Travel Diary: Secretary Clinton Travels to Australia, Singapore, Thailand, Burma, and Cambodia

Posted by DipNote Bloggers
November 12, 2012
Secretary Clinton Waves While Boarding Airplane

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Secretary of State Hillary Rodham Clinton will travel to Perth and Adelaide, Australia; Singapore; Bangkok, Thailand; Rangoon, Burma; and Phnom Penh, Cambodia November 11-20, 2012.

On November 11, Secretary Clinton will travel to Perth, Australia to join U.S. Secretary of Defense Leon Panetta, Australian Foreign Minister Bob Carr, and Australian Defense Minister Stephen Smith for the annual Australia-United States Ministerial Consultations (AUSMIN) to discuss security cooperation and other regional and global issues. In Perth, Secretary Clinton will meet with Prime Minister Julia Gillard and Foreign Minister Bob Carr. She will also visit the new Western Australia -- United States & Asia Centre (USAC). She will then travel to Adelaide where she will meet with Australian business leaders as well as visit Techport Australia, Australia's largest and most advanced shipbuilding facility.

Secretary Clinton will travel to Singapore on November 16-17 to meet with senior government officials, including Singapore Prime Minister Lee Hsien Loong and Foreign Minister Kasiviswanathan Shanmugam, on a wide range of issues.

On November 17, Secretary Clinton will travel to Bangkok, Thailand. She will join President Obama and his delegation on November 18 for meetings with Prime Minister Yingluck and other senior Thai officials to underscore our strong alliance and discuss shared priorities and regional issues in advance of the ASEAN East Asia Summit.

Secretary Clinton will accompany President Obama to Burma on November 19, and join his meetings with Burmese President Thein Sein and Chair of the National League for Democracy and Member of Parliament Aung San Suu Kyi.

Secretary Clinton will also accompany President Obama on his travel to Phnom Penh, Cambodia November 19-20 to attend the U.S.-ASEAN Leaders Meeting and the East Asia Summit.

Comments

Comments

Ashim C.
|
India
November 13, 2012

Ashim C. in India writes:

USA and it's formal and informal allies are over reacting to rise of China. There is, however,nothing wrong in USA's plan to shift 60% of it's naval capacity to South East Asia. It is shifting what is surplus and unutilised or under utilised on it's own shore. But given the state of economy, US would have done better by deciding to put an undeclared stop to import from China and carry Europe and some other countries of South Asia and pacific countries in the loop because a) that would create jobs back home or encourage subsidised import from Europe and other developed countries and thus put them back on path of recovery, b) create conditions of economic glut which would lead ultimately to slow down in China and political instability for Chinese communist party monopoly, which would lead to internal and external reforms and reorientation of Chinese foreign policy. China is still not stronger than USSR was before and after it disintegrated. To be able to do this as painlessly as possible USA and Europe must work to cultivate countries of Asia, Afica, and Latin America with their demographic advantages to accomodate change of direction western investment as openly as possible. It is not difficult for US to understand that that some countries are not able to rise up to the challenges of times because of their "so called vibrant democracy". These democracies need to rationalised so that they can emerge out of their cold war era mind set, which continues to influence their foreign policy positions and internal economic policies.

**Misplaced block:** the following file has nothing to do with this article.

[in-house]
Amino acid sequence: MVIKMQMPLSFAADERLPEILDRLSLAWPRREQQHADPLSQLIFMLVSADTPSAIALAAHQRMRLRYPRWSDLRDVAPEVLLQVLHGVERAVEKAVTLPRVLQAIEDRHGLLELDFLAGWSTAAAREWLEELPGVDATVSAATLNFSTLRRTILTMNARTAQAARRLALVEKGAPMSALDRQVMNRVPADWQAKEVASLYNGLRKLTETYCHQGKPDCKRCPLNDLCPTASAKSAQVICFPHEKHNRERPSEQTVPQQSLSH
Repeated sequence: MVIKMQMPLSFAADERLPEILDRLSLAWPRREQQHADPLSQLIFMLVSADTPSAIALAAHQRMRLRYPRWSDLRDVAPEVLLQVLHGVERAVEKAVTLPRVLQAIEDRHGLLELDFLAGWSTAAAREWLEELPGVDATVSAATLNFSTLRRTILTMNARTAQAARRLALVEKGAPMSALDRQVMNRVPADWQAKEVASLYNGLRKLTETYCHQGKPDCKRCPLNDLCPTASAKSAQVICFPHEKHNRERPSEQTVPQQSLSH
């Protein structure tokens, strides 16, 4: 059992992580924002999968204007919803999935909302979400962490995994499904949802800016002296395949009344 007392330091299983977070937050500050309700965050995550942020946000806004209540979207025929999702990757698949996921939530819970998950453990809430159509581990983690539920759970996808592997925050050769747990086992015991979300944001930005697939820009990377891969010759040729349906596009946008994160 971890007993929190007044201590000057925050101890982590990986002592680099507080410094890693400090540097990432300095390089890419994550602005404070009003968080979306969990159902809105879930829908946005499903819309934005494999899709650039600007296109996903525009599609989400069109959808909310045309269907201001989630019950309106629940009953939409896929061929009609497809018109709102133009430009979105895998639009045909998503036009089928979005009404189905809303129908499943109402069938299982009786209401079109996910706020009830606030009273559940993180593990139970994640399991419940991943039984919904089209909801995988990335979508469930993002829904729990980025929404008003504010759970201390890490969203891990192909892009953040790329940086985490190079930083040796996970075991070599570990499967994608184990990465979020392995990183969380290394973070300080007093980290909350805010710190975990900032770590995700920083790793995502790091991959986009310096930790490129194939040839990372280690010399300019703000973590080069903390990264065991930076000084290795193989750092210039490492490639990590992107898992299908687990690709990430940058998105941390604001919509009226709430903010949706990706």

Out going leadership of China has said enough to point at vulnerabilities of China. Here it would be apt to mention India. Certainly, one can understand why US cannot keep India as much engaged in South East Asian and Pacific region programmes as she ought to be. But does not minimise the importance of India in any manner especially because of strategic importance of Andaman Group of Islands. India has to look east better sooner than later. India's strategic thinking must change. This is a challenge for both US and Indian statemanship. There is need for a Nixon and Kissinger to draw India out to participate in US war against terror in Afpak region and supply human resources in South East Asia. US diplomacy has to take initiatives by participating in India's development process, energy and food security programmes, other programmes of poverty alleviation and most importantly mitigating India's threat perceptions in Kashmir post 2014 withdrawal of USA from Afghanistan and North East states of Sikkim and Arunachal Pradesh from China. Best and the easiest way to do it is to declare intent of full participation in India's efforts of self defence if ever and whenever India is attacked suo moto and offering to share strategic strength - including nuclear defense systems under a new model of lease and a joint control. The logic of the proposition is simple... why should one friend spend it's scarce resources what the other friend has in surplus and other friend is able to put into use it's surplus adding value to it. Sounds like wishful thinking but is absolutely doable. One hopes the visit to Asian countries and Australia would be followed up appropriate diplomatic exchanges with India, Bangladesh, Pakistan, Srilanka and Nepal ( All SAARC countries ) without much fanfare.

Patrick
|
Maryland, USA
November 14, 2012

Patrick in Maryland writes:

I think your traveling abroad is very important. It's alway better to be there in person.

I wish you well on your journey abroad ,or in foreign lands.

Hillary & DipNote friends. :)

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